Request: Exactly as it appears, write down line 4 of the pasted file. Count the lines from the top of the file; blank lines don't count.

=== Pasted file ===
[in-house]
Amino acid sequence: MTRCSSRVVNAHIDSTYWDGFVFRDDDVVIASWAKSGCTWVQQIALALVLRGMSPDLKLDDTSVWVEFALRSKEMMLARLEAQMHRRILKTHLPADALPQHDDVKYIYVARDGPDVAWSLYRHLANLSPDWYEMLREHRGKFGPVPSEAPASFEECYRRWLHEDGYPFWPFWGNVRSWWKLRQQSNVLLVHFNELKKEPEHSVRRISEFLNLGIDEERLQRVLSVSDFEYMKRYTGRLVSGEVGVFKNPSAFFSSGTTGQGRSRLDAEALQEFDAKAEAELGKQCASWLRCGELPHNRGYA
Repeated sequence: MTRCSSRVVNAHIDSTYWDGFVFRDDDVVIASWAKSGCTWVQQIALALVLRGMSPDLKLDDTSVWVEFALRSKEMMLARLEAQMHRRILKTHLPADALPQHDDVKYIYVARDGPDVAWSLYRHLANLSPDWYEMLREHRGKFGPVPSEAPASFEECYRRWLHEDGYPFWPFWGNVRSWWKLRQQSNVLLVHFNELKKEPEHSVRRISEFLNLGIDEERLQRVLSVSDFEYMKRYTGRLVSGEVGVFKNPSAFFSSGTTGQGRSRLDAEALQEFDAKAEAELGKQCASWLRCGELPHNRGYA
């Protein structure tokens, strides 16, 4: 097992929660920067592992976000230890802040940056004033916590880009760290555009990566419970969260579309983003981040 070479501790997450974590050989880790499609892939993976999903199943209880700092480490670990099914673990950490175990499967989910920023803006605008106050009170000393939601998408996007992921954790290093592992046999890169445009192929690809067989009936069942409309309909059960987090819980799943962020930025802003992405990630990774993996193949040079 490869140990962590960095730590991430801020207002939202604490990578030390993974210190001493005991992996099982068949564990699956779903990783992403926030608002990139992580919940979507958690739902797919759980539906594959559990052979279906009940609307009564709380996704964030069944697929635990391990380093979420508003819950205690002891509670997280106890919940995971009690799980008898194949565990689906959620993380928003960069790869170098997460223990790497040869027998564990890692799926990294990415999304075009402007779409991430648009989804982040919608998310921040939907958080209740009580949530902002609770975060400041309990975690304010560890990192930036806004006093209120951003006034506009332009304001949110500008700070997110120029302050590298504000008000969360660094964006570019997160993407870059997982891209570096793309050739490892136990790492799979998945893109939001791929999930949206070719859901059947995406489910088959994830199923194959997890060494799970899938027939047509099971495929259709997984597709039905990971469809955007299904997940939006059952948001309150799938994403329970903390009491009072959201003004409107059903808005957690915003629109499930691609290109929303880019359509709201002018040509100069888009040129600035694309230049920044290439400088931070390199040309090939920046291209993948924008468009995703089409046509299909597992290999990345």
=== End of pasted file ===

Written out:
């Protein structure tokens, strides 16, 4: 097992929660920067592992976000230890802040940056004033916590880009760290555009990566419970969260579309983003981040 070479501790997450974590050989880790499609892939993976999903199943209880700092480490670990099914673990950490175990499967989910920023803006605008106050009170000393939601998408996007992921954790290093592992046999890169445009192929690809067989009936069942409309309909059960987090819980799943962020930025802003992405990630990774993996193949040079 490869140990962590960095730590991430801020207002939202604490990578030390993974210190001493005991992996099982068949564990699956779903990783992403926030608002990139992580919940979507958690739902797919759980539906594959559990052979279906009940609307009564709380996704964030069944697929635990391990380093979420508003819950205690002891509670997280106890919940995971009690799980008898194949565990689906959620993380928003960069790869170098997460223990790497040869027998564990890692799926990294990415999304075009402007779409991430648009989804982040919608998310921040939907958080209740009580949530902002609770975060400041309990975690304010560890990192930036806004006093209120951003006034506009332009304001949110500008700070997110120029302050590298504000008000969360660094964006570019997160993407870059997982891209570096793309050739490892136990790492799979998945893109939001791929999930949206070719859901059947995406489910088959994830199923194959997890060494799970899938027939047509099971495929259709997984597709039905990971469809955007299904997940939006059952948001309150799938994403329970903390009491009072959201003004409107059903808005957690915003629109499930691609290109929303880019359509709201002018040509100069888009040129600035694309230049920044290439400088931070390199040309090939920046291209993948924008468009995703089409046509299909597992290999990345």